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U.N. Report: Climate Change Poses Bleak Future

A United Nations panel of scientists reports it is highly confident that humans are warming the Earth's climate.

The latest report from the Intergovernmental Panel on Climate Change builds on an earlier report in February, which declared that most scientists see a clear contribution to climate change from greenhouse gases. Most of those gases come from cars, factories and power producers around the world, as well as cutting down or burning forests.

The new study, released Friday, predicts widespread droughts in some places, but flooding in others. Some regions, such as North America, are likely to suffer less from a warming climate. Low-lying areas will experience more flooding from rising oceans or stronger storms, however. There will also be increases in the range of insect pests and diseases now more common in tropical areas. Dry regions in the southern part of the country may also get drier. Some regions however may enjoy benefits, such as longer growing seasons for agriculture.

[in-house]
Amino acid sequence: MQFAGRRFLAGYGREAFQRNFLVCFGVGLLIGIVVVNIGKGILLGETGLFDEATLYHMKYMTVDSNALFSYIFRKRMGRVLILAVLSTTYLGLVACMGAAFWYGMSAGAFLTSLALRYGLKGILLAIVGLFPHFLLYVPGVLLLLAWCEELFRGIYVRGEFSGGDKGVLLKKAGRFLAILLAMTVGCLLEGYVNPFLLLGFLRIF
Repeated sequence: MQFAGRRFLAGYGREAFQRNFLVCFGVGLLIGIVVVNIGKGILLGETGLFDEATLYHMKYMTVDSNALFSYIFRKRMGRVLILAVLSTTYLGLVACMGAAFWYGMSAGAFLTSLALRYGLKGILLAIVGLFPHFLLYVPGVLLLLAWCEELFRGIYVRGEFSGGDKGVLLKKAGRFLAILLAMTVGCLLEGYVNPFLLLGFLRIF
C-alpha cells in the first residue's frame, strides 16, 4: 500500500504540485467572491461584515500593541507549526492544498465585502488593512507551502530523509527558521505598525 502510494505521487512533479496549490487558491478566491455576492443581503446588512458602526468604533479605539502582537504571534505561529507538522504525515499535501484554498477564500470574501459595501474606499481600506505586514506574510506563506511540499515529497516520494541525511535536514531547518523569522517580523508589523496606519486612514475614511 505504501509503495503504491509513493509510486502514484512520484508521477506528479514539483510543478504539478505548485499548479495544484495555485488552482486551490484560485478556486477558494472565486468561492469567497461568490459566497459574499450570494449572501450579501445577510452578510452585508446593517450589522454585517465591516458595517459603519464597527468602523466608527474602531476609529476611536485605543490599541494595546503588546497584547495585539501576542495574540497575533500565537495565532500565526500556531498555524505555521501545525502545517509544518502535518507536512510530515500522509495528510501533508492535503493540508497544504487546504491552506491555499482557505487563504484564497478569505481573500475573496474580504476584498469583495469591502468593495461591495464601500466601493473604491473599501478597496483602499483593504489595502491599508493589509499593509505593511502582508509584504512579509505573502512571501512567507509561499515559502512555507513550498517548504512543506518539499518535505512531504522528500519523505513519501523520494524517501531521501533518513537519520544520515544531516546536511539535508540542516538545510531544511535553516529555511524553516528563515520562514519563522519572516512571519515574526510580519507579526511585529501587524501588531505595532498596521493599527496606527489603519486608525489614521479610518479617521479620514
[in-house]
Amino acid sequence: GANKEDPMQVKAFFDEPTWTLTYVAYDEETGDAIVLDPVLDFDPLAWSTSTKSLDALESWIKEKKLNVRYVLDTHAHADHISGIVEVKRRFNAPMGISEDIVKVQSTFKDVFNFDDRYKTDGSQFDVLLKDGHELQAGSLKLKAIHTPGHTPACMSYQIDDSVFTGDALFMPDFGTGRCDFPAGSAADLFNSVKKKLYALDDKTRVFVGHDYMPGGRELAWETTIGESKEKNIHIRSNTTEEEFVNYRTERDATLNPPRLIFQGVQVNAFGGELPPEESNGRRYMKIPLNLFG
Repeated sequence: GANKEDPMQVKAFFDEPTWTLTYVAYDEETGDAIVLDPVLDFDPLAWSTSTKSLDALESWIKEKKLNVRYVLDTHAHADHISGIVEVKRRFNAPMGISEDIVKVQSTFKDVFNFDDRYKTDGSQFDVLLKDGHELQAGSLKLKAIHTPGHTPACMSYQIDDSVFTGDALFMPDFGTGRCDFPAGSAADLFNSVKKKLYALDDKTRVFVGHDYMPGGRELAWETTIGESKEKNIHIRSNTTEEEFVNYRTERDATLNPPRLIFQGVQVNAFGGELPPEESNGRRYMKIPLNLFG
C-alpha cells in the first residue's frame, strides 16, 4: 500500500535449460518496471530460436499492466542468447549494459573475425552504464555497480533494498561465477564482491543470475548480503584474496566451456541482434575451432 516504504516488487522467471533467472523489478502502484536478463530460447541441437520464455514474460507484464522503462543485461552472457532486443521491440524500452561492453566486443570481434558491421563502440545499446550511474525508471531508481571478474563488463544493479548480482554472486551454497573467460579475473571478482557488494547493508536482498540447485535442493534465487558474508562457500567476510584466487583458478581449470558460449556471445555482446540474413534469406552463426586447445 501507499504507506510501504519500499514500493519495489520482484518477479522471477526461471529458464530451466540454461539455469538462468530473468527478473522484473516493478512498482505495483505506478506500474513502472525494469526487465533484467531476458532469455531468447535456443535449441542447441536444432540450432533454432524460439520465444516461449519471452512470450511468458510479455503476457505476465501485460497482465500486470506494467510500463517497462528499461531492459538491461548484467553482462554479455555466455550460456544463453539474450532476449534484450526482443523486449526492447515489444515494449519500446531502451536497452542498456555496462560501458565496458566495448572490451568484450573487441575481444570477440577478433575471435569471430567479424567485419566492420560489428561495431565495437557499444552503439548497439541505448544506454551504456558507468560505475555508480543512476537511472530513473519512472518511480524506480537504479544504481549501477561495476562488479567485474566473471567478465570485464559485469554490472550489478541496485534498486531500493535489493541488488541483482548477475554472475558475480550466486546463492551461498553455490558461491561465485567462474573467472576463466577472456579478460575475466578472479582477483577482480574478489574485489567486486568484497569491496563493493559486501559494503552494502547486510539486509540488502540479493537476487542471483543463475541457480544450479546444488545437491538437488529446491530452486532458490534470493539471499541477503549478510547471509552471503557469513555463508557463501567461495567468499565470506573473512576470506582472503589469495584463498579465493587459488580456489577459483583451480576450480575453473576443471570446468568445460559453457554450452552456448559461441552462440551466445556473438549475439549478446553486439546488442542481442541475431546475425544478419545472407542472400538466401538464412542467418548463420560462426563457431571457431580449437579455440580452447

Scientists and diplomats from more than 120 countries debated all-night on the final wording in the climate report.

Government officials from China and Saudi Arabia insisted that scientists say they had "high confidence" rather than "very high confidence" that climate change was already damaging plants and animals around the world. They also criticized language pointing out that poorer countries that contribute the least to the warming of the planet may well suffer the most.

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Christopher Joyce is a correspondent on the science desk at NPR. His stories can be heard on all of NPR's news programs, including NPR's Morning Edition, All Things Considered, and Weekend Edition.